Some people have a natural talent for visualizing the effect that changing the variables has on the outcome of a particular analysis. They think in numbers. Others need something more tangible. They might need a picture to see the effect of tweaking the unknowns. That fact seems to be the impetus behind the Wolfram Demonstrations Project, an open-code resource that uses dynamic computation to illuminate mathematical concepts. Developed by Stephen Wolfram at Wolfram Research Inc., Champaign, Ill., the project features more than 3,400 demonstrations that can help you get a better grasp on the technology. For example, you might want to explore the FFT. Shake that mouse toward http://demonstrations.wolfram.com and enter “fast fourier” in the search box. Then, look for the demo titled “Frequency Spectrum of a Noisy Signal.” At this point, you’ll only be able to preview a canned demo. If you want to explore on your own, you’ll probably need to download the free Mathematica Player first. Just follow the download instructions. Don’t stop there, though. Go back to the home page and find additional relevant demos that might be useful for coaching and educating your maintenance technicians.
For the mathematical savants out there, Wolfram has another site that focuses on the numerical approach. Slide your abacus beads over to http://mathworld.wolfram.com and enter “fast fourier” in the search box. This should return about a dozen citations. The one tagged as “Fast Fourier Transform” shows the math that happens inside your vibration data-collector software. And, as above, there are plenty of additional topics you can research to learn the underlying math.
Doing it in real time
Reliable Software LLC in Seattle is a very small software company that came into being in 1996. The company’s Web site (www.relisoft.com) has at least two vibratory resources you might find interesting, if not earth-shaking. The first is a rather detailed explanation of how one generates the FFT. As the link says, it goes into the “math and physics behind the Fourier Transform.” And that’s exactly what you’ll get if you want details. The multipart article starts with a discussion of audio waves in nature and if you concentrate on the definitions, the logic and the math, by the time you get to the sixth section, you’ll know how to calculate your very own FFT. Access this tutorial through the “Science” link near the top of the page.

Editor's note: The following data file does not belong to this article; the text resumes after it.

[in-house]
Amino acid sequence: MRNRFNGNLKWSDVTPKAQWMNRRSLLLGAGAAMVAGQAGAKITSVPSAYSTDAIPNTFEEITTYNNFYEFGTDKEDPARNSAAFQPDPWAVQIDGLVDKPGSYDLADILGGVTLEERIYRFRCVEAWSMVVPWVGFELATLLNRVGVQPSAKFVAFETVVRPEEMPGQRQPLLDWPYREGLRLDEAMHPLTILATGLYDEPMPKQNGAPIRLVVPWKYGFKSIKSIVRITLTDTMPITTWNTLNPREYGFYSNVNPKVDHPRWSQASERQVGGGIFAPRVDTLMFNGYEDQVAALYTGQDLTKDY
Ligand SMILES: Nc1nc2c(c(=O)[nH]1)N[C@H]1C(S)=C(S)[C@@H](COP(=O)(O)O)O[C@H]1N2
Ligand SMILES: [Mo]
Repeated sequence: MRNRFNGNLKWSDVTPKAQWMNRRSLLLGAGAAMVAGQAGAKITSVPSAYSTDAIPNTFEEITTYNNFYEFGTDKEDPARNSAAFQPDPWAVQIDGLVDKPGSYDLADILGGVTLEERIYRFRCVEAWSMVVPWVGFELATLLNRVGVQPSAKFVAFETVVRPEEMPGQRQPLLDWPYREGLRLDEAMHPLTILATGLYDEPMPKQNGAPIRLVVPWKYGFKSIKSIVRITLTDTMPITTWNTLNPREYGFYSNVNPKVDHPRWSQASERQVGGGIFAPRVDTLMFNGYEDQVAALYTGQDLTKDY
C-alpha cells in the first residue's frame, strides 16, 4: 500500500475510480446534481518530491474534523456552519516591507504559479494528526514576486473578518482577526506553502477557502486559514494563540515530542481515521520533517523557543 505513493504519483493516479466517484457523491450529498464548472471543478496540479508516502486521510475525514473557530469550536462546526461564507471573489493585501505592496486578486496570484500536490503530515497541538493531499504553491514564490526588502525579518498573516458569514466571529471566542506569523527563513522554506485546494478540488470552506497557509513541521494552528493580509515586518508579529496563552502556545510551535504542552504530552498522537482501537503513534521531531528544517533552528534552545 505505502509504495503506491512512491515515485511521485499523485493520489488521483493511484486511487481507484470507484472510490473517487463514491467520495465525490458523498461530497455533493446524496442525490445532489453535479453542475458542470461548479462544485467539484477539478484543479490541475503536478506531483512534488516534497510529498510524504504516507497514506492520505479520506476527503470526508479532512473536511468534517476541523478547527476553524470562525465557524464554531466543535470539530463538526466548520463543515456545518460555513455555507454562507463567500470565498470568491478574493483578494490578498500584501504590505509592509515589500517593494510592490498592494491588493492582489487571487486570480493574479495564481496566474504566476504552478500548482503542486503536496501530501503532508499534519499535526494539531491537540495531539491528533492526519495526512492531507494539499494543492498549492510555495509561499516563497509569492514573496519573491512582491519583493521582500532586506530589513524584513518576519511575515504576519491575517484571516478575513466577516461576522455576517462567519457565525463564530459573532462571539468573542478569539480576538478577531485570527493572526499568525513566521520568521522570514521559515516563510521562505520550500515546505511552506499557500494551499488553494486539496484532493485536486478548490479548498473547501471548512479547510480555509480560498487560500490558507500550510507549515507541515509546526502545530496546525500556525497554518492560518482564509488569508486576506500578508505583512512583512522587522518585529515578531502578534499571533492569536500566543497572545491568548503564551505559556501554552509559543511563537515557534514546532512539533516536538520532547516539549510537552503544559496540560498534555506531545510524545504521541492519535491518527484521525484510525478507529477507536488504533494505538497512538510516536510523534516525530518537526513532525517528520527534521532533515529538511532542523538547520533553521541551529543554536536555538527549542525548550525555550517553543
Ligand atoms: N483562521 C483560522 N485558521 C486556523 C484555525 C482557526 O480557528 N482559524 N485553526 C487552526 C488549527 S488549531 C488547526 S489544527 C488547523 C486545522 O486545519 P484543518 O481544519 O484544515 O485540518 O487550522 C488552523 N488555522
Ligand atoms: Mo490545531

But, if you want to skip that hard, technical stuff in favor of being a mere appliance operator, you’d better start with the “Freeware” link. This allows you to download a copy of Frequency Analyzer software, which uses the signal from your microphone and sound card to produce an on-screen FFT in real time. Select the sampling frequency, your choice of eight-bit or 16-bit data, the transform rate and the number of points you want in each transform, and watch the monitorial fireworks. Plus, you can download the source code. Go forth and enjoy.
No more shaky belts
Our postal system has come a long way in the 255 years since Ben Franklin was named postmaster general. Moving mail now relies on evolving, revolutionary, high-tech hardware, as well as the lowly conveyor belt to get your missives and remittances across the country. If a critical conveyor starts vibrating, it attracts attention. When the U.S. Postal Service Bulk Mail Center in Cincinnati initiated a five-month project to diagnose and eliminate excessive vibration on such a conveyor drive, it was turned into a step-by-step case study that you can access online at a site owned by Info Product Sites Inc., Terre Haute, Ind. Start at www.maintenanceresources.com and enter “ezine” in the keyword search box. Of the many entries that get returned, the one you want is called “Maintenance Resources e-zine.” Load it and select the archive option. Scoot down that listing to an October 1999, entry titled, “Vibration Analysis on a Conveyor Drive Unit,” a case study by Michael S. Johnson Jr., P.E. This and the many other digital presentations would have been much more user-friendly if the graphics could be enlarged to make the smaller type more easily readable. Alas, what you sees is what you gits. Bring your reading glasses.
Adjust the camera